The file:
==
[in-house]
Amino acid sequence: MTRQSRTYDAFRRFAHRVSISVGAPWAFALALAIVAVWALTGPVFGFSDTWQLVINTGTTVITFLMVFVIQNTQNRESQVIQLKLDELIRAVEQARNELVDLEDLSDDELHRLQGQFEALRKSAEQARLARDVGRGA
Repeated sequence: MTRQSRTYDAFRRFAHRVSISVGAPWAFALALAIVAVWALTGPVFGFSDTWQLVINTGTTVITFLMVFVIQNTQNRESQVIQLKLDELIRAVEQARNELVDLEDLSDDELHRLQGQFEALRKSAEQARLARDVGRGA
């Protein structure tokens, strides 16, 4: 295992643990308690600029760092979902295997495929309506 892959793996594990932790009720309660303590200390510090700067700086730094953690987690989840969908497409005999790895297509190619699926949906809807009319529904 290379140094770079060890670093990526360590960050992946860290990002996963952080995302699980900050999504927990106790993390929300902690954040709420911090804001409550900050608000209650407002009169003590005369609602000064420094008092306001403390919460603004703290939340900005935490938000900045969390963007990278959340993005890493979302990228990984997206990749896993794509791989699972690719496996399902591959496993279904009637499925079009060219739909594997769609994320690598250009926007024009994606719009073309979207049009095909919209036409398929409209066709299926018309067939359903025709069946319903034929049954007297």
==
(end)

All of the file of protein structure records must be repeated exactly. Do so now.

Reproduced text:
[in-house]
Amino acid sequence: MTRQSRTYDAFRRFAHRVSISVGAPWAFALALAIVAVWALTGPVFGFSDTWQLVINTGTTVITFLMVFVIQNTQNRESQVIQLKLDELIRAVEQARNELVDLEDLSDDELHRLQGQFEALRKSAEQARLARDVGRGA
Repeated sequence: MTRQSRTYDAFRRFAHRVSISVGAPWAFALALAIVAVWALTGPVFGFSDTWQLVINTGTTVITFLMVFVIQNTQNRESQVIQLKLDELIRAVEQARNELVDLEDLSDDELHRLQGQFEALRKSAEQARLARDVGRGA
């Protein structure tokens, strides 16, 4: 295992643990308690600029760092979902295997495929309506 892959793996594990932790009720309660303590200390510090700067700086730094953690987690989840969908497409005999790895297509190619699926949906809807009319529904 290379140094770079060890670093990526360590960050992946860290990002996963952080995302699980900050999504927990106790993390929300902690954040709420911090804001409550900050608000209650407002009169003590005369609602000064420094008092306001403390919460603004703290939340900005935490938000900045969390963007990278959340993005890493979302990228990984997206990749896993794509791989699972690719496996399902591959496993279904009637499925079009060219739909594997769609994320690598250009926007024009994606719009073309979207049009095909919209036409398929409209066709299926018309067939359903025709069946319903034929049954007297």